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Post #1 | BY BRAD TOLINSKI | Photo Wojtek Urbanek | May 2, 2017

Greetings and welcome to my first blog for Weber, makers of some of the finest acoustic instruments in the world. As the former Editor-in-Chief of Guitar World magazine, and author of Play It Loud: An Epic History of the Style, Sound & Revolution of the Electric Guitar (Doubleday) and Light & Shade: Conversations with Jimmy Page (Crown), I might seem like a strange choice for mandolin blog. But, like many of my folk and country brethren, I spent a number of years playing mandolin and fiddle, as well as guitar.  My intention over the next few months is to fuse all those experiences together and talk about where they fabulously cross paths.

But before we dig into things like style, technique and amplification, I thought it would be interesting to go back and start from the beginning—the very beginning—and tell the rather strange tale of how the mandolin became popular in United States.

In the 1800’s awareness in America of our favorite eight-string instrument was marginal at best—it was essentially an odd folk instrument played by French or Italian immigrants.  However, in 1880 that would completely change when a group of young European musicians known as the Estudiantina Figaro, or the “Spanish Students,” inadvertently turned the mandolin into a surprising national obsession.

After making a huge splash in Paris, the flamboyant 20-piece group, who dressed in exotic knee boots, velvet pants and floppy hats, landed in New York and played to wildly enthusiastic crowds in Manhattan and Boston. Ironically, the Spanish Students didn’t play mandolins at all, but rather bandurrias, small Spanish folk instruments with double strings that resembled the mandolin. And this is where the story gets interesting.

The success of the group immediately caught the attention of an Italian-born American musician named Carlo Curi, who knew a good act to steal when he saw one. Unfortunately, he had two major problems: He didn’t know any Spanish musicians or anyone that played the bandurria.

Curi, however, wasn’t about to let little details like that get in the way of his big plans. As the saying goes, if you’re gonna tell a lie, make it a big one, and he told a few whoppers. First he hired a group of Italian mandolinists, assuming the public would not be able to tell the difference between a mandolin and a bandurria. Then he changed his name to Carlos, figuring that under the lights, crowds would assume he and his olive-skinned Italian musicians were Spanish. If that wasn’t enough, Curi had the sheer audacity to call his rag-tag band of imposters The Original Spanish Students.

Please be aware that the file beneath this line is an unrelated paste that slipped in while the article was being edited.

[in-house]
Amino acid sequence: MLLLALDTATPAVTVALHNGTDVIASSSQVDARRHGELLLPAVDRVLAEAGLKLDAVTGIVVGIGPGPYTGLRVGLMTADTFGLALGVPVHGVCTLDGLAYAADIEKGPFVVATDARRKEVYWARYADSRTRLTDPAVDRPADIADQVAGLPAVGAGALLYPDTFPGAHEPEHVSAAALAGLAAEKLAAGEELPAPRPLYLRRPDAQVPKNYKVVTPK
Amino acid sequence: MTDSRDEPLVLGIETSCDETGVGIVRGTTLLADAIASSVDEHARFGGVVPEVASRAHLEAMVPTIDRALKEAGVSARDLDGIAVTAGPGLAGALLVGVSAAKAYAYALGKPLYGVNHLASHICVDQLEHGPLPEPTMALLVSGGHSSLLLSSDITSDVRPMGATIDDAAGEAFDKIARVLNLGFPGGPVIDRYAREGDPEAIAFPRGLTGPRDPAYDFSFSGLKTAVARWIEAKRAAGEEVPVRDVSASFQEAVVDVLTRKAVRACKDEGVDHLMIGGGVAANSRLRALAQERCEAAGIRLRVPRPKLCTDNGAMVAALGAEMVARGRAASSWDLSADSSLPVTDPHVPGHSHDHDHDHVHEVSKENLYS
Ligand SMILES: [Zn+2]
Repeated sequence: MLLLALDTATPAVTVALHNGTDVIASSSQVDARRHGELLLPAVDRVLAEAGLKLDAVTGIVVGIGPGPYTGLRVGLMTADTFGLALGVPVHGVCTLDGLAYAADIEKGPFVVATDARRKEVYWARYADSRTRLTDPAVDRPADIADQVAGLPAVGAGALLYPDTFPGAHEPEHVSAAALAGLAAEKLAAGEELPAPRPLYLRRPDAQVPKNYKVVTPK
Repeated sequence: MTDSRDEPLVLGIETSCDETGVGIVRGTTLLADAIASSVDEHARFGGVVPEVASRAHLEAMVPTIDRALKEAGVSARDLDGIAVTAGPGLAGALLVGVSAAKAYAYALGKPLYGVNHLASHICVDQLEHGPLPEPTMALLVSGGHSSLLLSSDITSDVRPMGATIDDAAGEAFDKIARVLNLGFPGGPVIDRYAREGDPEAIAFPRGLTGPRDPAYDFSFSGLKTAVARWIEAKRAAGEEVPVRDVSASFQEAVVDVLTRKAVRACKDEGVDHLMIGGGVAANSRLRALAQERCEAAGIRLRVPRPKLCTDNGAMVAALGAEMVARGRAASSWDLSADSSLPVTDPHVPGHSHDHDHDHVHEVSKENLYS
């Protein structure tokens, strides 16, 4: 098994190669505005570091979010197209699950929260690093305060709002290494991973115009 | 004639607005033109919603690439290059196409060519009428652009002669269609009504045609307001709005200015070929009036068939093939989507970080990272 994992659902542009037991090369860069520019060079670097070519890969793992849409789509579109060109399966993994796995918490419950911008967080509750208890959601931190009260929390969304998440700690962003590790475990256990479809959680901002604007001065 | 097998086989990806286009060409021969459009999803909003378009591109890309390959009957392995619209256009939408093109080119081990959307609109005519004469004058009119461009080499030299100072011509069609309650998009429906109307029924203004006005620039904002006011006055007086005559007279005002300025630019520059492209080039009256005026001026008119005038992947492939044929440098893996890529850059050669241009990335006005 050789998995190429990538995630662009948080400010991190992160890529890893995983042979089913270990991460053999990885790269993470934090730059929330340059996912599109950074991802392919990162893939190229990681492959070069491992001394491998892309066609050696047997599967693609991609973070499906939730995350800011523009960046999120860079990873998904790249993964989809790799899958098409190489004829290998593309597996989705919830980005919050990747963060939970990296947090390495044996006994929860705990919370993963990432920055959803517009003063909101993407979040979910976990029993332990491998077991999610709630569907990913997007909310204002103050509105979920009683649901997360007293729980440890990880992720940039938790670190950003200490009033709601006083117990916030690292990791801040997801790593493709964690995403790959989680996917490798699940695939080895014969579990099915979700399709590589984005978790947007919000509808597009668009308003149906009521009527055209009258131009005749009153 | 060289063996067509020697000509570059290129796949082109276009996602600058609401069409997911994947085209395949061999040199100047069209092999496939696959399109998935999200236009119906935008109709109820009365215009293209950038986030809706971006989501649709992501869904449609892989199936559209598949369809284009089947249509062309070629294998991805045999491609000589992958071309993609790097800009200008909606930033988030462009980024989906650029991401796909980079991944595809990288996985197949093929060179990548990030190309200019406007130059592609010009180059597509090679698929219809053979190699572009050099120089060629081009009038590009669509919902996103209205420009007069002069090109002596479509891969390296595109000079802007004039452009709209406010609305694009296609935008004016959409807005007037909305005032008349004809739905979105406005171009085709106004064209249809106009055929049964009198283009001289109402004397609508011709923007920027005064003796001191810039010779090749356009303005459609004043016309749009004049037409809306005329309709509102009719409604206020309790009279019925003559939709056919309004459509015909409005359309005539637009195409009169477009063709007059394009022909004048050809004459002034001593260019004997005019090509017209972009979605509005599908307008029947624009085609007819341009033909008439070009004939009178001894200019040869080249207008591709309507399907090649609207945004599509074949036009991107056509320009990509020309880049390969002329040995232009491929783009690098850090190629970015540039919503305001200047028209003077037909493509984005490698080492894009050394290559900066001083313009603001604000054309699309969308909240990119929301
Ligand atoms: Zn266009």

It was a complete sham, but a brilliant one. It didn’t matter that the group weren’t Spanish, students or even played the correct instruments—The Original Spanish Students became a huge success. And so did the mandolin. The fad continued into the mid-Twenties, spawning dozens of copycat bands, which in turn inspired other musicians from other genres to try the mandolin. Soon the instrument’s high, sweet tremolo could be heard in ragtime jazz, blues, classical and country music.

To satisfy the growing demand, American luthiers like Orville Gibson of the Gibson Mandolin-Guitar Manufacturing Co. started making quality instruments. These instruments in turn were marketed by teacher-dealers who started mandolin orchestras, which were large groups of musicians who played various mandolin family instruments. By the Thirties, mandolins were literally everywhere, eventually elbowing their way into southern string bands, most notably the Monroe Brothers, featuring the man who forever made the mandolin an essential part of country music, Bill Monroe.

With Monroe, we enter the modern era of mandolin, which seems like a good place to stop. Over the next several blogs, I plan to take a look around and see where the instrument is at, where it’s going and hopefully offer a few ideas on how to get there. In the meantime, as Bill once said, “Practice every time you get a chance.”

Stay tuned for more blog posts from Brad Tolinski!